Schwartzlose m1907/12

Mk1ltmr7yMText: Andrea T.
Translator: Francesco Cortellini

At the beginning of WW1, the K.u.K.H. (Kaiserlich Und Koneglich Heer) was armed with a limited number of von Dormus M1893 machineguns, a few Schawrtzlose M1907 and a wide number of Schwartzlose m1907/12. In thids respect, it was far better armed than the Regio Esercito (Royal Italian Army), that could relay on very few Perino, a few Maxim and a wide number of the mediocre FIAT Model 1914 machineguns.

From a mechanical point of view, the Schawrtzlose stands appart from all the coeval machineguns and represents the only fully accomplished attempt of large calibre automatic weapon with a delayed blowback system.
Andreas Willhelm Schwarzlose (1867-1936) , already a designer of small arms, based his design on the following assumptions:

  1. avoiding the moving barrel and Maxim type bolt, of very complex manufactureing.
  2. Avoiding gas operated systems that at the time were considered fragile and subject to corrosion and fouling.

All this was difficoult to achieve, as the only choice would have been to use a blowback system, but with a bolt that would not be too heavy, not to slow down the rate of fire and subtract energy from the feeding mechanism, and from the entire weapon.


Schwarzlose sorted this problem brilliatntly, creating a “mechanical disadvantage”, through a ltoggle everage ystem that would allaw to dissipate the excess energy on a lightweight boltl, that would therefore work in synchrony with the feeding system. The leverage would impart energy to the bolt gradually, the maximum drag being at the moment of explosion of the propelling charge, that would then decrease during the backwards movement of the bolt.
Schwarzlose patented his system in 1902 and started production of a few prototypes at his factory in Berlin. Two years later, the production version was adopted by the Austro Hungarian Empire as Nodel 1907 and, after 5 more years and a series of improvements, was redesignated M1907/12 and become the standard machinegun of the Austro Hungarian Armed Forces .

Prduction of the Schwarzlose 1907/12 was carried out almost completelly by “Osterreichische Waffenfabricks-Gesellschaft” in Steyr, and continued with several thousand being made untill 1918, whose variants are, unfortunatelly, very hard to distinguish.
The weapon served the Austro Hungarian Forces very well, proving to be robust and reliable under any environmental condition. It was chambered for the 8x50R Steyr ammunition, the same used in tha Steyr M95 rifle, simplyfing logistics and supply.
The Schwarzlose survived the Great War, and was used for another three decades by the Austrian Ungarian and Italian Forces, the latter supplied their colonial troops with thousend of these weapons.

Technical data:

  • designation: Schwarzlose  M1907/12
  • type : Heavy Machinegun
  • manufacturer: Osterreichische Waffenfabricks-Gesellschaft Steyr –Austria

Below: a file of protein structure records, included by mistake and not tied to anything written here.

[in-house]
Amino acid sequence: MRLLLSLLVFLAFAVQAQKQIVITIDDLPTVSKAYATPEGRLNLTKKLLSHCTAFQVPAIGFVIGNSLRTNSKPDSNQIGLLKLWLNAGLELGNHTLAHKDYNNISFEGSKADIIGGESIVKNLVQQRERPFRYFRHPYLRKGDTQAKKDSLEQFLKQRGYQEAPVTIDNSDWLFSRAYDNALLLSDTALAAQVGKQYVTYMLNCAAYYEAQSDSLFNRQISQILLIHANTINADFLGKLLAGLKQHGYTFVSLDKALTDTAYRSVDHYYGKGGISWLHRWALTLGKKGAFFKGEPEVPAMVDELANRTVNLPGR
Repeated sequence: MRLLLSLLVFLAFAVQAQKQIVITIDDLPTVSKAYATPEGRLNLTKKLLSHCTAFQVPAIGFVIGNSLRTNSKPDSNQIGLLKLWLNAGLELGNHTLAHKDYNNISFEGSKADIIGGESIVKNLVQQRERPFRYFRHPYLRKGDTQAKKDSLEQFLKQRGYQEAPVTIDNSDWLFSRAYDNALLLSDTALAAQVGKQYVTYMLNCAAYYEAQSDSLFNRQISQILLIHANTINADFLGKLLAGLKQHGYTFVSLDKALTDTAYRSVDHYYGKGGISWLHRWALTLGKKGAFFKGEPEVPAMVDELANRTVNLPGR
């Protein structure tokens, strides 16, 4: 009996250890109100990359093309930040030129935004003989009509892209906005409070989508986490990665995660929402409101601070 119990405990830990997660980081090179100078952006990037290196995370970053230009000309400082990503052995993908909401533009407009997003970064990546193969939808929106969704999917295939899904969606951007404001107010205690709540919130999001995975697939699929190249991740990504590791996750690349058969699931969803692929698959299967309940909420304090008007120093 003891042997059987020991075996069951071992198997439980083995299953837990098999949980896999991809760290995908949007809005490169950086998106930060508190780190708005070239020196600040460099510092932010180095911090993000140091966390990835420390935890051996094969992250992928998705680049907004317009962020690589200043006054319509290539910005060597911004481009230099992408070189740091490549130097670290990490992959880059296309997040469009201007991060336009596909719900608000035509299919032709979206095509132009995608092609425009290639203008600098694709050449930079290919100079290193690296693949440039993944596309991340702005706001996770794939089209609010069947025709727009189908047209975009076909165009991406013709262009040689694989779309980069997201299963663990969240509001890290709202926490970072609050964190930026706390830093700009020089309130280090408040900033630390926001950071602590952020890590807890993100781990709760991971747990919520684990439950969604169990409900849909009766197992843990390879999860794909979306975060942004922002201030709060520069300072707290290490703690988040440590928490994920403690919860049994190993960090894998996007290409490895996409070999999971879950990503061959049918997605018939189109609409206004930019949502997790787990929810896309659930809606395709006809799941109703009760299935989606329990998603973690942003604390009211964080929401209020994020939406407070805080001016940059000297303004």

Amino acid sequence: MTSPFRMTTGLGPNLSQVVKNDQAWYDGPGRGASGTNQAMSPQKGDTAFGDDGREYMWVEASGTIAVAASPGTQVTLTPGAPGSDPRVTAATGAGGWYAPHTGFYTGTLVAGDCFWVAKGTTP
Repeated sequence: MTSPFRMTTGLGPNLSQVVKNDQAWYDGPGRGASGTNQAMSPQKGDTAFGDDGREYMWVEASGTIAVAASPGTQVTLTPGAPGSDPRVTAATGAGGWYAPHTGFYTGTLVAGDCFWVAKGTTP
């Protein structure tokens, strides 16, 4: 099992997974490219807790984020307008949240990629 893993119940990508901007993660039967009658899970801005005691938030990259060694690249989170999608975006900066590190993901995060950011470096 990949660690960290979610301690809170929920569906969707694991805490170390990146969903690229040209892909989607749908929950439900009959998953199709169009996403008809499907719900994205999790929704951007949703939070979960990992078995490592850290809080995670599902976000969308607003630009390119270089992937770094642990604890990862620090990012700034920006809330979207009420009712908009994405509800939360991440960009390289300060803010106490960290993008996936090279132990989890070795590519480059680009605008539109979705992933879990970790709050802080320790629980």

• characteristics : toggle delayed blowback, fully automatic, water cooled .
  • caliber : 8x50mmR steyr
  • total lenght: 110 cmbarrel lenght:  52 cm
  • weight : 17,2 Kg ( weapon only, no cooling water)
  • weight of tripod: 18,00 Kg
  • feeding : 100 and 250 rounds belts
  • rate of fire: 400-580 rounds per minute.

Let’s now give a closer look to a Schwarzlose  M1907/12 manufactured by Steyr in 1915. This weapon was rechambered by the Austrians after WW1 to fire the 8×56 R ammunition.

Right hand view of the weapon, installed on its surdy tripod. The cocking handle can be seen and next to it is the wooden ammunition bow that contained the 250 rounds belt (rounds on belt are inert dummies). The belt shown here is the metal version, but canvas ones were also used.
Next to the receiver, at the beginning of the cooling sleve, is he cap of the top-up opening. At the end of the barrel, that was the same of the Steyr M95 rifle, the cone shaped flash hider can be seen.

Left hand side view of the weapon. In this picture T-shaped handle with trigger lever, the rear sight with the elevation leaf depressed and the wide angle elevation gudes can be seen; the latter made the weapon ideal for mountain warfare.
The empty belt was ejected to the left. On top of the cooling sleeve is the drain valve.

The weapon’s moving parts seen from above with the cover open. On the left is the bolt with the delayed blowback toggle levers. Behind the bolt group the large recoil spring can be seen. The gun relied on a limite number of very surdy moving parts, and each is individually marked with the weapon’s serial number.To the right of the weapon is the crank type cocking handle.
Below the receiver is the traversing rail, that allaws an angle of 30° to each side.

Thefeeding mechanism with its cover open.
To the left is the cog that, rotates each time the bolt move backwards, causing the theets to hook onto the ammunition, dragging the belt forward and a new round in the chamber. This sistem was simple and effective.To the left is also the feeding mechanism cover’s retaining lever, and above is the cocking handle.

The “Waffenfabrick Steyr” marking and below the year of manufacture. This weapon was reconditioned several times, and during the last one the original burnishing was covered with a thick layer of green paint. Beside that, being over onehundred yesrs old, and being used in both World Wars, it still is in excellent conditions, reflecting the excellent project and the quality of raw materials.
The Schwarzlose M1907/12 was an outstanding heavy machinegun for its time, as witnessed by its long opertional life, often in the hands of former enemies. It is also a testimont to European history, genious and industrial capabilities.

© 2016 – 2017, Andrea T.. All rights reserved.

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